(Community Matters) Senator Obama spoke on Friday in Miami at the Cuban American National Foundation:
. . . . It’s time for more than tough talk that never yields results. It’s time for a new strategy. There are no better ambassadors for freedom than Cuban Americans. That’s why I will immediately allow unlimited family travel and remittances to the island. It’s time to let Cuban Americans see their mothers and fathers, their sisters and brothers. . . .
We cannot ignore suffering to our south, nor stand for the globalization of the empty stomach. Responsibility rests with governments in the region, but we must do our part. I will substantially increase our aid to the Americas, and embrace the Millennium Development Goals of halving global poverty by 2015. We’ll target support to bottom-up growth through micro financing, vocational training, and small enterprise development. It’s time for theUnited States to once again be a beacon of hope and a helping hand. . . .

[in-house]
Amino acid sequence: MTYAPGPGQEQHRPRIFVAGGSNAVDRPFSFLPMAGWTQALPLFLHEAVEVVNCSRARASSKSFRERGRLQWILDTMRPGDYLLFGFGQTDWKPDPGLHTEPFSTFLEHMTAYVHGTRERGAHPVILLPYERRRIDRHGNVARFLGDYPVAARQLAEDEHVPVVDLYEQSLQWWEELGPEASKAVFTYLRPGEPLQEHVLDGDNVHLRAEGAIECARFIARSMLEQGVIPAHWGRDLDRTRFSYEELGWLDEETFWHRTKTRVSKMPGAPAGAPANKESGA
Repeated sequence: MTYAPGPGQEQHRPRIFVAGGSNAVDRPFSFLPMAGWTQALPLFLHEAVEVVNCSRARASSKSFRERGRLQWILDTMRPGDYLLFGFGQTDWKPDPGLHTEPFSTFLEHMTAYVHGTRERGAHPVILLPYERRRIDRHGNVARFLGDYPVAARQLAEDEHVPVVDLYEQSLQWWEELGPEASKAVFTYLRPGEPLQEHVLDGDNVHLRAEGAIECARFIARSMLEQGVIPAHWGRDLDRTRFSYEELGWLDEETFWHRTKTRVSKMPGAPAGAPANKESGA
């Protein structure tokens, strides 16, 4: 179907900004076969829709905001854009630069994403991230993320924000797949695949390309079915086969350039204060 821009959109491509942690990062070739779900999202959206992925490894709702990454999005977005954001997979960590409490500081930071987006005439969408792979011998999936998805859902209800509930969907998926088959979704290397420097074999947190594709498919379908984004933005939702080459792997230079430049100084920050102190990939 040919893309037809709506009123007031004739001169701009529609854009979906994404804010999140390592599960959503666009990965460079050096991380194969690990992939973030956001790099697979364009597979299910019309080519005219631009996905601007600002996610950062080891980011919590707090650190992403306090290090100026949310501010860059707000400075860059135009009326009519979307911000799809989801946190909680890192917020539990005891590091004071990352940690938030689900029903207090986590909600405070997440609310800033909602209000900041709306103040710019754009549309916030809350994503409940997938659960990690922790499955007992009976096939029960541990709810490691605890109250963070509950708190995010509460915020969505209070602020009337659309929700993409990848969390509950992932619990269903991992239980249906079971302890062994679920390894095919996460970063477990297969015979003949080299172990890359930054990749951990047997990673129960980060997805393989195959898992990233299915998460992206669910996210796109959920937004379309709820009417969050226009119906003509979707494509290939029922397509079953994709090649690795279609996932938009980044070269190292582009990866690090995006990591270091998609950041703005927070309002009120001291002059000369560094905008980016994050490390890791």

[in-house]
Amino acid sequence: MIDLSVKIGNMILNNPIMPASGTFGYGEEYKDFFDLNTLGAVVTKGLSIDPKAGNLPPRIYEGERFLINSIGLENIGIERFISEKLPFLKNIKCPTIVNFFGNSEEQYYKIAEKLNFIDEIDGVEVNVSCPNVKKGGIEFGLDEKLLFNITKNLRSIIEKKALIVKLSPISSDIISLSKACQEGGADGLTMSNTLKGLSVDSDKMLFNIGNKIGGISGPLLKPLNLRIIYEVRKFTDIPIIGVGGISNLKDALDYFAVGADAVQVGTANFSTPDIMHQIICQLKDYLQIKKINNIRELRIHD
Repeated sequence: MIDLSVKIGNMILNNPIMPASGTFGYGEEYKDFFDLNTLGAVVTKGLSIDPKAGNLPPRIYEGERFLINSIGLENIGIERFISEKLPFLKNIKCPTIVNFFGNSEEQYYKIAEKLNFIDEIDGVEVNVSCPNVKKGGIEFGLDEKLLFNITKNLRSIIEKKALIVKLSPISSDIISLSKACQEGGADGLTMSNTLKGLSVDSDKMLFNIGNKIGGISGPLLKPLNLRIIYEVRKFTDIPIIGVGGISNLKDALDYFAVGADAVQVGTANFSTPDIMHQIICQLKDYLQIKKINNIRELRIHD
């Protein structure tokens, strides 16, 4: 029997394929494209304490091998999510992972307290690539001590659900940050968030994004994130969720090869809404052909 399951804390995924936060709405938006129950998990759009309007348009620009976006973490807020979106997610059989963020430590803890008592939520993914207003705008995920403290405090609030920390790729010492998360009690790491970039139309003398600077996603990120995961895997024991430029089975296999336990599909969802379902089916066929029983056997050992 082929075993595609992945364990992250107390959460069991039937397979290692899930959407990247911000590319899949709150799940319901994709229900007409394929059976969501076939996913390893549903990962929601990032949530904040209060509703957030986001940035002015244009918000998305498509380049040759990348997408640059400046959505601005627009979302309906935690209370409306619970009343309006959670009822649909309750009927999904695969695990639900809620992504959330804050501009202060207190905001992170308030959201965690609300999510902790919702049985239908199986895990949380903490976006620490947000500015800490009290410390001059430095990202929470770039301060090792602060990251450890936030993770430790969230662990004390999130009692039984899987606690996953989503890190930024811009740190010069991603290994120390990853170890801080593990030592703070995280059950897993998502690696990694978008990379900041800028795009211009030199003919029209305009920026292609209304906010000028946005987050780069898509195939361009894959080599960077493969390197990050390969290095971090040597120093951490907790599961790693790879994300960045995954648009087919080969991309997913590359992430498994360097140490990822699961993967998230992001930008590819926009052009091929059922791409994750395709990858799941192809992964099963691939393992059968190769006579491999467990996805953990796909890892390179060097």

Trade must be part of this solution. But I strongly reject the Bush-McCain view that any trade deal is a good deal. We cannot accept trade that enriches those at the top of the ladder while cutting out the rungs at the bottom. It’s time to understand that the goal of our trade policy must be trade that works for all people in all countries. Like Central America’s bishops, I opposed CAFTA because the needs of workers were not adequately addressed. I supported the Peru Free Trade Agreement because there were binding labor and environmental provisions. That’s the kind of trade we need – trade that lifts up workers, not just a corporate bottom line.There’s nothing protectionist about demanding that trade spreads the benefits of globalization, instead of steering them to special interests while we short-change workers at home and abroad. If John McCain believes – as he said the other day – that 80 percent of Americans think we’re on the wrong track because we haven’t passed free trade with Colombia, then he’s totally out of touch with the American people. And if John McCain thinks that we can paper over our failure of leadership in the region by occasionally passing trade deals with friendly governments, then he’s out of touch with the people of the Americas. . . .